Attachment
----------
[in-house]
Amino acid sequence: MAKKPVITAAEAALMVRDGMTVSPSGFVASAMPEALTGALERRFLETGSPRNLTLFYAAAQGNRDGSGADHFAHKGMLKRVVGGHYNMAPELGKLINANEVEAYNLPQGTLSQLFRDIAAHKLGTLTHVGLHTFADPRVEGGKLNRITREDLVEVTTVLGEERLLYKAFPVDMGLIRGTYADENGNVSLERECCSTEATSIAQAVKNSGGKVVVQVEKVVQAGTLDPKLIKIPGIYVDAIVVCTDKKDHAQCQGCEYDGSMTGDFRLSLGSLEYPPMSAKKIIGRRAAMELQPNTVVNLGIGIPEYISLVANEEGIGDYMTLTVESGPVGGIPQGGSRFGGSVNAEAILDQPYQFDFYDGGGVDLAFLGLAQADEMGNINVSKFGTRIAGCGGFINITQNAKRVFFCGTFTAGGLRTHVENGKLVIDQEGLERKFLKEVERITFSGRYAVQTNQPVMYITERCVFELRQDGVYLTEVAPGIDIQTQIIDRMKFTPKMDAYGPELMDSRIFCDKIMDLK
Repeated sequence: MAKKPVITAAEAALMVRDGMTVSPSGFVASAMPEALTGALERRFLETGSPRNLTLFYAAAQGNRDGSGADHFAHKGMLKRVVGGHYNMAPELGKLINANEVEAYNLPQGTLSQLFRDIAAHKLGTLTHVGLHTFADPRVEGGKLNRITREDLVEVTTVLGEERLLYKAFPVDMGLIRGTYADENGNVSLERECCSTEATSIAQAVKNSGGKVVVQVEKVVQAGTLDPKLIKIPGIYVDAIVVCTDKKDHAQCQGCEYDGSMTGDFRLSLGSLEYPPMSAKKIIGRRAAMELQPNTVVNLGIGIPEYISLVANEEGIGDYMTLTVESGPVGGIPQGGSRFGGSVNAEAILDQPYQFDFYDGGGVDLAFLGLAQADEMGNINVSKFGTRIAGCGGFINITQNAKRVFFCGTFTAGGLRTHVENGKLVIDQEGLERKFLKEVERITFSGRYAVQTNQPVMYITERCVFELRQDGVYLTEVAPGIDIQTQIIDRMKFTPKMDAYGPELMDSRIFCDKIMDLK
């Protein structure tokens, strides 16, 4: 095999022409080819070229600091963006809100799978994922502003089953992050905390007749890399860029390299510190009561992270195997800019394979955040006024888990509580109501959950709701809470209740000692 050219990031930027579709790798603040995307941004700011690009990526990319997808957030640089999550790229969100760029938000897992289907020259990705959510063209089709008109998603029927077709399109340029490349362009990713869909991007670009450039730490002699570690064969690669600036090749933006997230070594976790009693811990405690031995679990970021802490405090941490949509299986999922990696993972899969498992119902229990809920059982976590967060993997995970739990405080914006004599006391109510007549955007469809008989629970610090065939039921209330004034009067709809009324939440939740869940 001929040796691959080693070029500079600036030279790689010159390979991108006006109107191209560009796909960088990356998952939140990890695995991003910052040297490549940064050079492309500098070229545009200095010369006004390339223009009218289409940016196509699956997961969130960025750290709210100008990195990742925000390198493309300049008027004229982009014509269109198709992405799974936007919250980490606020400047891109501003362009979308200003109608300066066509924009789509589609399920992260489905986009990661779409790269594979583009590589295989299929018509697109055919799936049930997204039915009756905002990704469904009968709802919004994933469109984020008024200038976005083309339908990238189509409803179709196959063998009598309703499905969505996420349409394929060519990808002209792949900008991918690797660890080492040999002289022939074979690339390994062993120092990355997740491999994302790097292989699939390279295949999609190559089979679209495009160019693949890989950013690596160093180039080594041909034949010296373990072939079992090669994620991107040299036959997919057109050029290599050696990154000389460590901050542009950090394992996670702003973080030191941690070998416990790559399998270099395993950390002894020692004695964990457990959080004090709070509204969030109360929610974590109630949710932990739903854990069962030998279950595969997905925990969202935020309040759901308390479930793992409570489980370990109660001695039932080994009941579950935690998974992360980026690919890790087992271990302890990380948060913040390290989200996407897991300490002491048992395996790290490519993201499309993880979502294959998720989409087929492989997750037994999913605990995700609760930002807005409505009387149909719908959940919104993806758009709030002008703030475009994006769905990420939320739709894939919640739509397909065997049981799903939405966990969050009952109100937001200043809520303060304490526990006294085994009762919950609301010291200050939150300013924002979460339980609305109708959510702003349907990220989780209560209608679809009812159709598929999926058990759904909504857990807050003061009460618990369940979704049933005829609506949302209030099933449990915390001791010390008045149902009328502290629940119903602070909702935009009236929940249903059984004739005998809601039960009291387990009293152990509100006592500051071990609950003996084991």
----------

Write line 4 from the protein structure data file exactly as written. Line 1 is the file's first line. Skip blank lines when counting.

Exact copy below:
């Protein structure tokens, strides 16, 4: 095999022409080819070229600091963006809100799978994922502003089953992050905390007749890399860029390299510190009561992270195997800019394979955040006024888990509580109501959950709701809470209740000692 050219990031930027579709790798603040995307941004700011690009990526990319997808957030640089999550790229969100760029938000897992289907020259990705959510063209089709008109998603029927077709399109340029490349362009990713869909991007670009450039730490002699570690064969690669600036090749933006997230070594976790009693811990405690031995679990970021802490405090941490949509299986999922990696993972899969498992119902229990809920059982976590967060993997995970739990405080914006004599006391109510007549955007469809008989629970610090065939039921209330004034009067709809009324939440939740869940 001929040796691959080693070029500079600036030279790689010159390979991108006006109107191209560009796909960088990356998952939140990890695995991003910052040297490549940064050079492309500098070229545009200095010369006004390339223009009218289409940016196509699956997961969130960025750290709210100008990195990742925000390198493309300049008027004229982009014509269109198709992405799974936007919250980490606020400047891109501003362009979308200003109608300066066509924009789509589609399920992260489905986009990661779409790269594979583009590589295989299929018509697109055919799936049930997204039915009756905002990704469904009968709802919004994933469109984020008024200038976005083309339908990238189509409803179709196959063998009598309703499905969505996420349409394929060519990808002209792949900008991918690797660890080492040999002289022939074979690339390994062993120092990355997740491999994302790097292989699939390279295949999609190559089979679209495009160019693949890989950013690596160093180039080594041909034949010296373990072939079992090669994620991107040299036959997919057109050029290599050696990154000389460590901050542009950090394992996670702003973080030191941690070998416990790559399998270099395993950390002894020692004695964990457990959080004090709070509204969030109360929610974590109630949710932990739903854990069962030998279950595969997905925990969202935020309040759901308390479930793992409570489980370990109660001695039932080994009941579950935690998974992360980026690919890790087992271990302890990380948060913040390290989200996407897991300490002491048992395996790290490519993201499309993880979502294959998720989409087929492989997750037994999913605990995700609760930002807005409505009387149909719908959940919104993806758009709030002008703030475009994006769905990420939320739709894939919640739509397909065997049981799903939405966990969050009952109100937001200043809520303060304490526990006294085994009762919950609301010291200050939150300013924002979460339980609305109708959510702003349907990220989780209560209608679809009812159709598929999926058990759904909504857990807050003061009460618990369940979704049933005829609506949302209030099933449990915390001791010390008045149902009328502290629940119903602070909702935009009236929940249903059984004739005998809601039960009291387990009293152990509100006592500051071990609950003996084991």